First introduced in 2003, Power over Ethernet (PoE) has made installing equipment in remote locations convenient and affordable. One single Ethernet cable can deliver both DC power and data to low power PoE-enabled equipment, including IP security cameras, network access points and switches, and building access controls.
PoE was originally developed for IP phone systems and delivered only 7W of power. Over time, the technology has improved and can now accommodate up to 90 watts / 57 volts. PoE eliminates the need for additional (and more dangerous) A/C power wire runs to end-point devices.
Outdoor PoE devices are exposed to weather-related surges
While most Ethernet cable is relegated for indoor use, more and more outdoor systems are utilizing PoE due to its ease of installation and operation. The downside is this exposes PoE devices to the risk of power surges or spikes caused by weather conditions, including lightning strikes and other disruptions.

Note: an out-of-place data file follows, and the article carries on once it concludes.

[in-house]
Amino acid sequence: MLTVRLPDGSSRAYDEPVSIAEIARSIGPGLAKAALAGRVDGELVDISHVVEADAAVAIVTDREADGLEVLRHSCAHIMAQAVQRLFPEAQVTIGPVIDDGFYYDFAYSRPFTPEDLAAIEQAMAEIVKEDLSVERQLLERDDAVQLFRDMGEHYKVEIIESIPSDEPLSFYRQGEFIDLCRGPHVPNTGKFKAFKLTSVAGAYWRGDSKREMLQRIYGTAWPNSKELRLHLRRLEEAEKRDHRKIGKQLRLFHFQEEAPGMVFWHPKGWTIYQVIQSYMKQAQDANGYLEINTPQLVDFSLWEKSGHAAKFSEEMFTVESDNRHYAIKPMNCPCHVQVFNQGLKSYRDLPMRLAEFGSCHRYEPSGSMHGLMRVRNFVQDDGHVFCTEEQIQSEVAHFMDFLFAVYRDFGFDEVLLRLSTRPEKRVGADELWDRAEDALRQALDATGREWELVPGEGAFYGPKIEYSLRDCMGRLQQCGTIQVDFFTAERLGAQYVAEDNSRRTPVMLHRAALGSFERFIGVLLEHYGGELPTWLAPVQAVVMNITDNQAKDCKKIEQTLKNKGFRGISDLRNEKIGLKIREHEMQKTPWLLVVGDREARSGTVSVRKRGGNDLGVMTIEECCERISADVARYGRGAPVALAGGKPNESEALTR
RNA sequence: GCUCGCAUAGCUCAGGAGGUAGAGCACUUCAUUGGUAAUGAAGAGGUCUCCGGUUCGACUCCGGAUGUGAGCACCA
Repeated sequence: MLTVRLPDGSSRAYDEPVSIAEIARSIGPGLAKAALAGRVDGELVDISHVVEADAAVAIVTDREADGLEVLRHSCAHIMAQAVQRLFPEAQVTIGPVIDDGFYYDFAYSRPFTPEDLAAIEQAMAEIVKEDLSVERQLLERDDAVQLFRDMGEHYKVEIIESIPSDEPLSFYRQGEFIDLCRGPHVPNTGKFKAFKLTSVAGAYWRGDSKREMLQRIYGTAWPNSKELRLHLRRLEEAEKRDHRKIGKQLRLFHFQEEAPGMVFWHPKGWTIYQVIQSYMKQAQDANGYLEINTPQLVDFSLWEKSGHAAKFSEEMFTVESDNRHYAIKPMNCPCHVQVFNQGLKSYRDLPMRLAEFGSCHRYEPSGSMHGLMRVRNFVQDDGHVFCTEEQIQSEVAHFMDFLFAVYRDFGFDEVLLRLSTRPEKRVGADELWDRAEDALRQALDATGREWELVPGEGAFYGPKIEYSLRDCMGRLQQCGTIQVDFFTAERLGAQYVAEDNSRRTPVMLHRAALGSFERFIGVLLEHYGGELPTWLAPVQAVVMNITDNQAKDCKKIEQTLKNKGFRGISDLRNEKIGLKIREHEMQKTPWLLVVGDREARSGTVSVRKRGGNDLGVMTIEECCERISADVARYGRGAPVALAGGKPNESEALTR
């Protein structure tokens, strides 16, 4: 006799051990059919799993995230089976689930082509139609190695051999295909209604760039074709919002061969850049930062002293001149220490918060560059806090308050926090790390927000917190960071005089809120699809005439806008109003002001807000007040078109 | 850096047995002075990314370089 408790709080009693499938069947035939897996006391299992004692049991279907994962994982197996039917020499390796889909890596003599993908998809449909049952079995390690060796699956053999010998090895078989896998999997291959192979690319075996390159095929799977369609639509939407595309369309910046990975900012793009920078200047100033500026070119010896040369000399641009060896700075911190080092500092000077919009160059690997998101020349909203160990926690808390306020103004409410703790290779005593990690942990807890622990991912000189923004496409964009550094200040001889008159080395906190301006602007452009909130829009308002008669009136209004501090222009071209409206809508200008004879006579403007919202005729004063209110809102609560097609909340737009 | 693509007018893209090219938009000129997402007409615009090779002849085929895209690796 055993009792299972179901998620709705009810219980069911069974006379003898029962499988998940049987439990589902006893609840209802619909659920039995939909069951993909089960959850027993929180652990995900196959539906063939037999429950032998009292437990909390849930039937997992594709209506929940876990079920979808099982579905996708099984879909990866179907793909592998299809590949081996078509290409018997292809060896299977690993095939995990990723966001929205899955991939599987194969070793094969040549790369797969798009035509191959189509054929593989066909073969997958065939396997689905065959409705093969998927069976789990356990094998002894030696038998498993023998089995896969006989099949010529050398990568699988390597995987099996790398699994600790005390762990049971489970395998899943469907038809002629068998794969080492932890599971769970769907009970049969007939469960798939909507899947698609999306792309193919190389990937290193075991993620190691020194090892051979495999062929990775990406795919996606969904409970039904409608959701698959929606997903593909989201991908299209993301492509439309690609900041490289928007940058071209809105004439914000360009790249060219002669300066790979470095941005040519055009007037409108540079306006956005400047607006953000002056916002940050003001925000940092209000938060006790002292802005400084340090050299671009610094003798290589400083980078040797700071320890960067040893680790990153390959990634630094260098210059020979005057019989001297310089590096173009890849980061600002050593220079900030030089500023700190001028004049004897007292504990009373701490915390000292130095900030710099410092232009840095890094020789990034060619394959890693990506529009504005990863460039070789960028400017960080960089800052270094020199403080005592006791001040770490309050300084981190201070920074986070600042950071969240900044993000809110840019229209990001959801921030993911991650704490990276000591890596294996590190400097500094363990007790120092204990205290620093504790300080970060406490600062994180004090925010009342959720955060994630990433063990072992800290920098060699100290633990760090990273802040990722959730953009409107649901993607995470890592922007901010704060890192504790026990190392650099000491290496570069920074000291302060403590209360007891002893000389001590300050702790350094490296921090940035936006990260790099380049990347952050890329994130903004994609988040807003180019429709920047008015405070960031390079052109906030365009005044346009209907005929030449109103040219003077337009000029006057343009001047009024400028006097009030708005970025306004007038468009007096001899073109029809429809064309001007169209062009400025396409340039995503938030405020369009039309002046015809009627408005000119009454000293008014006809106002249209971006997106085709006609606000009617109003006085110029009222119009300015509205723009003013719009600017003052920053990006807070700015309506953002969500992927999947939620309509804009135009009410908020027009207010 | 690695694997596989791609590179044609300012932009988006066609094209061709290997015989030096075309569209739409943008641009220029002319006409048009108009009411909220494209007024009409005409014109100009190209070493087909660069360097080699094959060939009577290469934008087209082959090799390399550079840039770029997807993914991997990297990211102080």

Like any electronic system, PoE devices and their internal components operate within specific current and voltage ratings. Excess current or voltage can damage delicate internal components.